The Panel's view on the issue is not altered even if "wolds" and "words" in the first two of the disputed domain names were not (or were not intended) to be mis-spellings of the word "worlds".
The Complainant has therefore satisfied the first element of paragraph 4(a) of the Policy.
C. Rights or Legitimate Interests
Taking into account the fame and worldwide reputation of the LEGO trade mark, it is patently clear that no actual or contemplated bona fide or legitimate use of the disputed domain names could be claimed by the Respondent. Moreover, the Panel notes that in the two email responses of the Respondent to the Complainant's cease and desist letter, at no point did the Respondent assert that he had rights or legitimate interests in the disputed domain names. The Respondent did not claim there had been demonstrable preparations to use the disputed domain names (or names corresponding to the disputed domain names) in connection with a bona fide offering of goods or services; that he has been commonly known by the disputed domain names; or that he has been making a legitimate noncommercial or fair use of the disputed domain names, without intent for commercial gain. (Paragraph 4(c) of the Policy.)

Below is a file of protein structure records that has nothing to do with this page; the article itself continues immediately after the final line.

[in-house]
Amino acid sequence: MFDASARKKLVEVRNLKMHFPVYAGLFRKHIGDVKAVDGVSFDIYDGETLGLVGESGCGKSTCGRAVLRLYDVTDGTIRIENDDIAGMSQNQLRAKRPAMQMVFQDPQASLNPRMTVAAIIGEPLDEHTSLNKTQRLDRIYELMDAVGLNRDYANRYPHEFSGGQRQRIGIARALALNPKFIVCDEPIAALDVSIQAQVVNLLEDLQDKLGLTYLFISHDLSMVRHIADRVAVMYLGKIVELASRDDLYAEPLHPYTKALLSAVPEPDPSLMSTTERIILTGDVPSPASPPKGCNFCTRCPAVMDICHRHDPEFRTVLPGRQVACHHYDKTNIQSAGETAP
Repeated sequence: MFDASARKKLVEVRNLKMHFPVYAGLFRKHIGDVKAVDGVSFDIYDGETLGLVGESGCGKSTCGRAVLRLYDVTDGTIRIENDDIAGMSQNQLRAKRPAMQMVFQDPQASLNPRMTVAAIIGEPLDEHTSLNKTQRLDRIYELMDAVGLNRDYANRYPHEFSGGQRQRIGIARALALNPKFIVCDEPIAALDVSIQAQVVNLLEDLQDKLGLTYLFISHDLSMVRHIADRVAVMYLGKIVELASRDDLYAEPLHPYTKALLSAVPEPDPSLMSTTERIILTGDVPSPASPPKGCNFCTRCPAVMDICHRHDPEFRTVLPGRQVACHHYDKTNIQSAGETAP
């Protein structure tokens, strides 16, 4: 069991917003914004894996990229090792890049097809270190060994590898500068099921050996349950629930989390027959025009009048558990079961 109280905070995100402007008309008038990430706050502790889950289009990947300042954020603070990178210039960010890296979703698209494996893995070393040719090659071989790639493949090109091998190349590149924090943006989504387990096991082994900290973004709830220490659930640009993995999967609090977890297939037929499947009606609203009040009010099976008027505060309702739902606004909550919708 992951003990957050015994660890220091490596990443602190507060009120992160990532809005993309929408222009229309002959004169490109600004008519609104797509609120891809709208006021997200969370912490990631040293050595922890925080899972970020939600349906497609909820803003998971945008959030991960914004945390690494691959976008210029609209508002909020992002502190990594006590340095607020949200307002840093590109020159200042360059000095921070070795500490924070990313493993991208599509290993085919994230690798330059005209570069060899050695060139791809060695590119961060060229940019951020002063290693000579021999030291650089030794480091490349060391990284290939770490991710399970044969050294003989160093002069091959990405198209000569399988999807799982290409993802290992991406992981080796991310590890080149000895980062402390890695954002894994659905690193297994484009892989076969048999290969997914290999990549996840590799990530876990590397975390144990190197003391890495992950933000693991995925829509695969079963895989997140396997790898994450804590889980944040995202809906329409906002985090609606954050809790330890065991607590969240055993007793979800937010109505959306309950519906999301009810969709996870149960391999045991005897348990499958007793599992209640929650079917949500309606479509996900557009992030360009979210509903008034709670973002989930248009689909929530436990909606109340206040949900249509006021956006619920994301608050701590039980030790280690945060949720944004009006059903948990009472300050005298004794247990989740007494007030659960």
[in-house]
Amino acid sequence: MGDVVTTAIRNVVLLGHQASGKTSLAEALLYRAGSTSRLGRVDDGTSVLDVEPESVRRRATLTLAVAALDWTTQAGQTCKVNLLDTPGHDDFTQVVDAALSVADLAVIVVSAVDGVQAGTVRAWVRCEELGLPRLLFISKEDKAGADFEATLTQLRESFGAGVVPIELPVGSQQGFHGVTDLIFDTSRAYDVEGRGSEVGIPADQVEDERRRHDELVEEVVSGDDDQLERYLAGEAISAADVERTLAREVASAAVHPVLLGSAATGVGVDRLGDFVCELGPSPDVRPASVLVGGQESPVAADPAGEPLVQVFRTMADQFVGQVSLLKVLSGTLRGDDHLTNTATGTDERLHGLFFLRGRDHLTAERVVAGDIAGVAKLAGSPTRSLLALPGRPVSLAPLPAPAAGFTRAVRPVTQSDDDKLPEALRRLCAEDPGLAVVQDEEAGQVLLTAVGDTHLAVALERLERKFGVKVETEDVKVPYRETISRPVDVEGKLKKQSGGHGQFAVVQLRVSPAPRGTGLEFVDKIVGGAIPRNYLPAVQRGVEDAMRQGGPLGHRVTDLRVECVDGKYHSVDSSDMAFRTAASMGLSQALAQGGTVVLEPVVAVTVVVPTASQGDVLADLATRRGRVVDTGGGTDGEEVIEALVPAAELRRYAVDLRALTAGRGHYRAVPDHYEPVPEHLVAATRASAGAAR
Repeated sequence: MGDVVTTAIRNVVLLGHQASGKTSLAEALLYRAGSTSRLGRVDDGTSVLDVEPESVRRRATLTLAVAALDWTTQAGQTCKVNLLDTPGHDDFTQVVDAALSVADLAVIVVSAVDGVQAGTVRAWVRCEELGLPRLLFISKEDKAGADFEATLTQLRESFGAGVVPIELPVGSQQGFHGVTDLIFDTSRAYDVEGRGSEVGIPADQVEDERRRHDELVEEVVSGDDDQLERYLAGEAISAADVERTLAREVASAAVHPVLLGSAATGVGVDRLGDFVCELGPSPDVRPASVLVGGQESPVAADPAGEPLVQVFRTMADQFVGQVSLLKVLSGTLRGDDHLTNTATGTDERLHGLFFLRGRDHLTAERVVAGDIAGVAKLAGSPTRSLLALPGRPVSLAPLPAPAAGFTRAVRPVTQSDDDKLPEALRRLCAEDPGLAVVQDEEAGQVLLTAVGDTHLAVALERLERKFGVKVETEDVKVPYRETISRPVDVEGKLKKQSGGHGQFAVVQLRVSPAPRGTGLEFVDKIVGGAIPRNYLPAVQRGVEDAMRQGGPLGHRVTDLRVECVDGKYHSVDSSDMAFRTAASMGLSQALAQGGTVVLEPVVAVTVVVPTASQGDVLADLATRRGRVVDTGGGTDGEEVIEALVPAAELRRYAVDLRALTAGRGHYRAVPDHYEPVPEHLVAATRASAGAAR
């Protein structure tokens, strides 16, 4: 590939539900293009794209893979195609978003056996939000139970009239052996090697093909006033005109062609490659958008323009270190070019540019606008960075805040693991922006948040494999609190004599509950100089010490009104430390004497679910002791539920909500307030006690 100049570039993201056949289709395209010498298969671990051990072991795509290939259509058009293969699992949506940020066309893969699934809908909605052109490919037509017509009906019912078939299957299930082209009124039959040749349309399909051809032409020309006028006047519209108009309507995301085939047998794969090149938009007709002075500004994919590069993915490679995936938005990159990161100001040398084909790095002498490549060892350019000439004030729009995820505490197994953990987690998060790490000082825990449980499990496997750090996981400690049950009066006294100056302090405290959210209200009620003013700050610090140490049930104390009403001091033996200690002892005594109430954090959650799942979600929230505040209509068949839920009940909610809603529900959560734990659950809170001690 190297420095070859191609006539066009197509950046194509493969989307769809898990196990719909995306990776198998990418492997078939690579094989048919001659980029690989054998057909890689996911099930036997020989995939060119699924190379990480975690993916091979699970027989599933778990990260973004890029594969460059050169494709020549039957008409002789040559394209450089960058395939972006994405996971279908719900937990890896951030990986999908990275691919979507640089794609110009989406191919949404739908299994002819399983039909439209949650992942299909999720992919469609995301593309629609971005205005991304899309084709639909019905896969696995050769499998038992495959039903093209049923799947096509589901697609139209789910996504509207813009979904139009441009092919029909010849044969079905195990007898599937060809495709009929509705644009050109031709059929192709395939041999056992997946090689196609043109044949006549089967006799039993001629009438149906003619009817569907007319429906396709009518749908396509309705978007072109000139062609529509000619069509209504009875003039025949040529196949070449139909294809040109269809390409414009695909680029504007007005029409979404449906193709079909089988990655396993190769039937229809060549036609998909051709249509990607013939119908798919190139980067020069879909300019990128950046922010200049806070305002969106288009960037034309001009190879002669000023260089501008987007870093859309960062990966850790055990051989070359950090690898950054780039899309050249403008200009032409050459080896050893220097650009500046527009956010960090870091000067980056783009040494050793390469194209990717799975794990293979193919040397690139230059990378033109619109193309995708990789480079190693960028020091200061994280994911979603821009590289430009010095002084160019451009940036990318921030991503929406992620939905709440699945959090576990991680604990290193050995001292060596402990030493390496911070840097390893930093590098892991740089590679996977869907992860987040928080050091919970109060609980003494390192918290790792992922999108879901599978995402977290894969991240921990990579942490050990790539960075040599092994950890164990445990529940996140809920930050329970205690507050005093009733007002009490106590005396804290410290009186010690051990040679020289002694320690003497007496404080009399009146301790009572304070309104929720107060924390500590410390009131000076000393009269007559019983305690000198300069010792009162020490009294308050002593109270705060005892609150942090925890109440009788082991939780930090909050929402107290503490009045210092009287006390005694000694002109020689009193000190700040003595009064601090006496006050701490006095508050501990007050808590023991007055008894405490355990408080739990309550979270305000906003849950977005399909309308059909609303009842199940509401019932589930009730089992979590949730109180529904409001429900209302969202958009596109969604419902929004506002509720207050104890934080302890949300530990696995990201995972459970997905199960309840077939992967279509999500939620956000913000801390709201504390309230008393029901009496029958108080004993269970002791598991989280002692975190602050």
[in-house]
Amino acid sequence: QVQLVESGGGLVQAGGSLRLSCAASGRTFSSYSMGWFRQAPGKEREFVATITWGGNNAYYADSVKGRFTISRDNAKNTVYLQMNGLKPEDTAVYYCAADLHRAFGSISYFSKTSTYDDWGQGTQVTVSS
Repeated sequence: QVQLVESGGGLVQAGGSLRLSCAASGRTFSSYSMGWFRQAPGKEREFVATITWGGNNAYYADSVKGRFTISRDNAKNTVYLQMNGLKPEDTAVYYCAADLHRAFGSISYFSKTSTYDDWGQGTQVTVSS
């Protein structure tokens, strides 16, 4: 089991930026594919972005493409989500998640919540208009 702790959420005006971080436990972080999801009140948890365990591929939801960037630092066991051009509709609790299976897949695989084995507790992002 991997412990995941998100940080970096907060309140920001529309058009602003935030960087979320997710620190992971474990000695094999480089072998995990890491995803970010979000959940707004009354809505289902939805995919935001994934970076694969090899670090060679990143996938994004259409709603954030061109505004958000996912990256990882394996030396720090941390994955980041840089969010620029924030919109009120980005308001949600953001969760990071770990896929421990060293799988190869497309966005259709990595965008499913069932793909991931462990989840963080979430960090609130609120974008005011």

The Complainant has established a prima facie case that the Respondent has no rights or legitimate interests in the disputed domain names. The case has not been rebutted by the Respondent.
The Complainant has therefore satisifed the second element of paragraph 4(a) of the Policy.